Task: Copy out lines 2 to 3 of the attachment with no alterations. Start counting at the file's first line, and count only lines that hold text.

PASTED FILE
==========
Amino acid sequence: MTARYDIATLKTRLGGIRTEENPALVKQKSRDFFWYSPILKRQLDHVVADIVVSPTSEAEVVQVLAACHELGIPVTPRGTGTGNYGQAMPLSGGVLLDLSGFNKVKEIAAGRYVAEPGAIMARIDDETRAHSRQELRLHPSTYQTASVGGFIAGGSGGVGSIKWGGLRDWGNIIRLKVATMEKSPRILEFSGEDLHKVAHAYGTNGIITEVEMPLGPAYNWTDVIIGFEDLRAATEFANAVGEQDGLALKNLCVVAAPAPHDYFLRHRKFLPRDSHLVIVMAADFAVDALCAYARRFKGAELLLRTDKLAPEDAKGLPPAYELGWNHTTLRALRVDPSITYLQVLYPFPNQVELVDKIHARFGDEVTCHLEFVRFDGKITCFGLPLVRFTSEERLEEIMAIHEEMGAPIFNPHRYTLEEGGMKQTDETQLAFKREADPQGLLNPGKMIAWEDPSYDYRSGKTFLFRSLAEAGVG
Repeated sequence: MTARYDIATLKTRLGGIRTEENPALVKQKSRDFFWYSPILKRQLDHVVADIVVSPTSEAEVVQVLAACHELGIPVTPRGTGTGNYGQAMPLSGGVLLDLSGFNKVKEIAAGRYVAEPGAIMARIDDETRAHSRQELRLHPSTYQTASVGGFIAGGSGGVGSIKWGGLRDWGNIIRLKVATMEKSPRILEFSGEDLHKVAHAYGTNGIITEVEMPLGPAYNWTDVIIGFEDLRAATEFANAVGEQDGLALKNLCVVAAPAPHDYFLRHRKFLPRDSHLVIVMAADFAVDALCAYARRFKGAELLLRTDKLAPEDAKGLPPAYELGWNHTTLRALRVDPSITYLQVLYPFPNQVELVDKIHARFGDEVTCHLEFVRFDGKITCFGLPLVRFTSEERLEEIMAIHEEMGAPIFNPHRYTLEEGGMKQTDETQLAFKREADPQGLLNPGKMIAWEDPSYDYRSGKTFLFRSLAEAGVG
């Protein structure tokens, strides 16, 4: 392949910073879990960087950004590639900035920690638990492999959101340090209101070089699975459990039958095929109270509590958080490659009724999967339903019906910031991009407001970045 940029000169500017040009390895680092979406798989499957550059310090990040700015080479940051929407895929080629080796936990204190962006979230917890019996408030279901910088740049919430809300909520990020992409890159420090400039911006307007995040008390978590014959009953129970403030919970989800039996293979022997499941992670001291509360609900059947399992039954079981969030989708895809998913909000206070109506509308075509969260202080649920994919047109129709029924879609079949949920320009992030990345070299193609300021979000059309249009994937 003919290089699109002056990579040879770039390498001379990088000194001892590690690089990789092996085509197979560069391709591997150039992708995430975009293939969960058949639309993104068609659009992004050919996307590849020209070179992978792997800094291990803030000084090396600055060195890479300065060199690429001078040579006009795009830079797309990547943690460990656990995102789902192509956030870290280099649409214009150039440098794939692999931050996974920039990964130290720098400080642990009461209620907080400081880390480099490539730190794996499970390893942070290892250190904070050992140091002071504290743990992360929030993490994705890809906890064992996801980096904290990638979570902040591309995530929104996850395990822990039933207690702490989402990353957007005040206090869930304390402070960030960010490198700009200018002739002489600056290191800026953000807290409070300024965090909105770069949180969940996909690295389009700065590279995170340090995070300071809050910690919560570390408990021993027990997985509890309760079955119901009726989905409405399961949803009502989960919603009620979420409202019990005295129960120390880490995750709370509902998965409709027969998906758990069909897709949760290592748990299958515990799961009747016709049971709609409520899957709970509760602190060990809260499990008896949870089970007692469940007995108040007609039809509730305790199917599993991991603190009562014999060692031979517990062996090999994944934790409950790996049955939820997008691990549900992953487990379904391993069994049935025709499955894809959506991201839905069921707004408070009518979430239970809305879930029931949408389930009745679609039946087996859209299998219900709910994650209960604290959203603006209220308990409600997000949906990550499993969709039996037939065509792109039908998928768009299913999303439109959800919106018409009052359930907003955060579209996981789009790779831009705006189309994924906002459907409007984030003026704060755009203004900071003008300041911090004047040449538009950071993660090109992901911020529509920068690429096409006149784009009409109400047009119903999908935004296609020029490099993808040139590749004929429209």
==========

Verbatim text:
Repeated sequence: MTARYDIATLKTRLGGIRTEENPALVKQKSRDFFWYSPILKRQLDHVVADIVVSPTSEAEVVQVLAACHELGIPVTPRGTGTGNYGQAMPLSGGVLLDLSGFNKVKEIAAGRYVAEPGAIMARIDDETRAHSRQELRLHPSTYQTASVGGFIAGGSGGVGSIKWGGLRDWGNIIRLKVATMEKSPRILEFSGEDLHKVAHAYGTNGIITEVEMPLGPAYNWTDVIIGFEDLRAATEFANAVGEQDGLALKNLCVVAAPAPHDYFLRHRKFLPRDSHLVIVMAADFAVDALCAYARRFKGAELLLRTDKLAPEDAKGLPPAYELGWNHTTLRALRVDPSITYLQVLYPFPNQVELVDKIHARFGDEVTCHLEFVRFDGKITCFGLPLVRFTSEERLEEIMAIHEEMGAPIFNPHRYTLEEGGMKQTDETQLAFKREADPQGLLNPGKMIAWEDPSYDYRSGKTFLFRSLAEAGVG
């Protein structure tokens, strides 16, 4: 392949910073879990960087950004590639900035920690638990492999959101340090209101070089699975459990039958095929109270509590958080490659009724999967339903019906910031991009407001970045 940029000169500017040009390895680092979406798989499957550059310090990040700015080479940051929407895929080629080796936990204190962006979230917890019996408030279901910088740049919430809300909520990020992409890159420090400039911006307007995040008390978590014959009953129970403030919970989800039996293979022997499941992670001291509360609900059947399992039954079981969030989708895809998913909000206070109506509308075509969260202080649920994919047109129709029924879609079949949920320009992030990345070299193609300021979000059309249009994937 003919290089699109002056990579040879770039390498001379990088000194001892590690690089990789092996085509197979560069391709591997150039992708995430975009293939969960058949639309993104068609659009992004050919996307590849020209070179992978792997800094291990803030000084090396600055060195890479300065060199690429001078040579006009795009830079797309990547943690460990656990995102789902192509956030870290280099649409214009150039440098794939692999931050996974920039990964130290720098400080642990009461209620907080400081880390480099490539730190794996499970390893942070290892250190904070050992140091002071504290743990992360929030993490994705890809906890064992996801980096904290990638979570902040591309995530929104996850395990822990039933207690702490989402990353957007005040206090869930304390402070960030960010490198700009200018002739002489600056290191800026953000807290409070300024965090909105770069949180969940996909690295389009700065590279995170340090995070300071809050910690919560570390408990021993027990997985509890309760079955119901009726989905409405399961949803009502989960919603009620979420409202019990005295129960120390880490995750709370509902998965409709027969998906758990069909897709949760290592748990299958515990799961009747016709049971709609409520899957709970509760602190060990809260499990008896949870089970007692469940007995108040007609039809509730305790199917599993991991603190009562014999060692031979517990062996090999994944934790409950790996049955939820997008691990549900992953487990379904391993069994049935025709499955894809959506991201839905069921707004408070009518979430239970809305879930029931949408389930009745679609039946087996859209299998219900709910994650209960604290959203603006209220308990409600997000949906990550499993969709039996037939065509792109039908998928768009299913999303439109959800919106018409009052359930907003955060579209996981789009790779831009705006189309994924906002459907409007984030003026704060755009203004900071003008300041911090004047040449538009950071993660090109992901911020529509920068690429096409006149784009009409109400047009119903999908935004296609020029490099993808040139590749004929429209």